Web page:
In a passionate essay for ‘Variety’s Power of Women issue, Keke Palmer opened up about the National Guard refusing to march with her at a Black Lives Matter protest and much more.
Keke Palmer is one of the ladies being honored by our sister site, Variety, for its Power of Women issue. The actress-turned-talk-show-host wrote a powerful essay for the magazine about being part of the “revolution” for change in America. Her piece comes just days after she spent time protesting for Black Lives Matter in Los Angeles, and a video showed her urging the National Guard to join the march went viral on the Internet.
In the highly-viewed video, Keke begged the National Guard members to show solidarity with the protesters by joining them in marching down the streets of Los Angeles. They refused, although they did take a knee, a la Colin Kaepernick, to show their support. In the video, Keke made it clear that she was not satisfied with this, and, in her Variety essay, she opened up further about why it upset her.
“While a few guardsmen knelt, for me that isn’t enough,” Keke said. “Kneeling has become a mockery of sorts. Kneeling on George Floyd’s neck is what killed him. Now we see police officers kneeling and then, moments later, attacking peaceful protesters. At this point, the kneeling has no meaning.”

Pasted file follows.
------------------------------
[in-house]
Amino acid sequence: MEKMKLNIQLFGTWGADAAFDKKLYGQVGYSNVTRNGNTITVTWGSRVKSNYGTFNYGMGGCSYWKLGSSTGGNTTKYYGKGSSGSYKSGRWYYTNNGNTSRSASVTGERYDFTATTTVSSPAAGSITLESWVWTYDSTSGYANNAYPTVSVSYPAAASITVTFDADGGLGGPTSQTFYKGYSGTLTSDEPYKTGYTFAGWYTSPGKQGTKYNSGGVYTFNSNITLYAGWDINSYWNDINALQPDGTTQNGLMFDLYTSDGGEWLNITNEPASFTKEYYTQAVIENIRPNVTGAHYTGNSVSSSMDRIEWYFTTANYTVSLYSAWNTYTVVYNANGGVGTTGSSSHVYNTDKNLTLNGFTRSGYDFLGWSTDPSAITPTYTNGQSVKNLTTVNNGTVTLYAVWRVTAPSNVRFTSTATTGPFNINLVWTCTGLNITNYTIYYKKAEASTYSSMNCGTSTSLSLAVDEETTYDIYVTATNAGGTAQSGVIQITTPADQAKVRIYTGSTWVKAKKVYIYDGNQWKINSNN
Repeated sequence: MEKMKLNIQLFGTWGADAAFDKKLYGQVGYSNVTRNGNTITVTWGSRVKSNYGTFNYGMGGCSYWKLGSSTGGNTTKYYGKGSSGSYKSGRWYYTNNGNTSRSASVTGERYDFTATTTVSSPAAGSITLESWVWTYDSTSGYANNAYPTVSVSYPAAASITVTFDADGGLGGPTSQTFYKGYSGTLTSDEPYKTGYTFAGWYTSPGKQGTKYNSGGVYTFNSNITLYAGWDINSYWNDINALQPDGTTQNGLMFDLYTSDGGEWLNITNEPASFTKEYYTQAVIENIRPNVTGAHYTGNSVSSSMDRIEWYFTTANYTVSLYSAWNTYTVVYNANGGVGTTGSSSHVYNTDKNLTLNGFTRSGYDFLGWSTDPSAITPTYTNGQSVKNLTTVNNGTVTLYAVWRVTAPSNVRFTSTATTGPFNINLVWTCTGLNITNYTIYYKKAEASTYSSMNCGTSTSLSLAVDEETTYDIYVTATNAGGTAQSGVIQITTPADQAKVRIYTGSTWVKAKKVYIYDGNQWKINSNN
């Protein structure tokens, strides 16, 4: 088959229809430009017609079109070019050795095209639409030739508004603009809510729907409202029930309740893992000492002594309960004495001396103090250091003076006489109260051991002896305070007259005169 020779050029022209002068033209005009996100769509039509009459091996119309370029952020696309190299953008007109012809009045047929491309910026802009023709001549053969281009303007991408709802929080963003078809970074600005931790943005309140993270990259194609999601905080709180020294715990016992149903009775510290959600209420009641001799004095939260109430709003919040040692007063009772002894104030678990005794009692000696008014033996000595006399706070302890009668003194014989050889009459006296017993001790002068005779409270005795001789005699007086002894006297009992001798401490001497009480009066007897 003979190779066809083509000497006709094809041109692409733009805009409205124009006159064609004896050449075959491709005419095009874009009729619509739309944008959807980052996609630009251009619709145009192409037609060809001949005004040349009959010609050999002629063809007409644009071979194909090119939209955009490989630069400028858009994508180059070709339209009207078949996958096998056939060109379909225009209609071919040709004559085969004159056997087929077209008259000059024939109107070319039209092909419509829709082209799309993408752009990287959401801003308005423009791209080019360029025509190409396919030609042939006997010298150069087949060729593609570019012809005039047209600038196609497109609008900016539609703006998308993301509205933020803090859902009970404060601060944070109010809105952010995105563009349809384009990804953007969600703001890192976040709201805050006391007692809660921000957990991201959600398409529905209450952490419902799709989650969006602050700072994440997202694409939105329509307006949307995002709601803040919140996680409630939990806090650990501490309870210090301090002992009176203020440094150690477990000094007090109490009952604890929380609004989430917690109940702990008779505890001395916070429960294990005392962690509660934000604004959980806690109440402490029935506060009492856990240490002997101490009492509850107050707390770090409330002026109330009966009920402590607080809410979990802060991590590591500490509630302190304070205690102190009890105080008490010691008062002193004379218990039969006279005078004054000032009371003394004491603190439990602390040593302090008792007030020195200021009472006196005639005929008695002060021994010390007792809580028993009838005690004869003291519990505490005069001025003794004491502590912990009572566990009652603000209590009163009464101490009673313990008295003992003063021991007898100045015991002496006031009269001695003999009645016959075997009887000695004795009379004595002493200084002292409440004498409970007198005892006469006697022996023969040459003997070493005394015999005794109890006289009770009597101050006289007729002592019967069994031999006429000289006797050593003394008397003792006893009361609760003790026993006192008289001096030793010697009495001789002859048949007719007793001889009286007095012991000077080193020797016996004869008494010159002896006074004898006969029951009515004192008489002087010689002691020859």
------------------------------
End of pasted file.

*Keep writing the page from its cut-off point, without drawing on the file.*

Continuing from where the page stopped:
She also explained why she got so upset with the National Guard for choosing to “protect the businesses” in the area, as opposed to marching with the protesters. “What about the people who are actually dying?” Keke wrote. “In that moment, I wasn’t thinking about who may or may not touch a building; I was thinking about how we’re out here, fighting for a call to protect human lives. And the government is telling you to protect a building? That doesn’t add up to me.”
In conclusion, Keke is ready to continue fighting for justice in America, and has vowed to be part of the change. “I have waited for a revolution, I believe, my entire life,” she said. “I feel it’s like this for many millennials; messages about following rules and staying in line have evolved into calls to stand up and get others to stand with you, to challenge authority and recognize different life experiences while gathering with others who are like-minded. I truly believe that everything that has led us to this moment has prepared us for a revolution and a revelation: the dismantling and rebuilding of a system that is better, more equitable and representative of the people it claims to represent. So while it may be scary, we were born for this: We were born to be leaders and grow out of just ‘following rules’ because following rules isn’t enough.”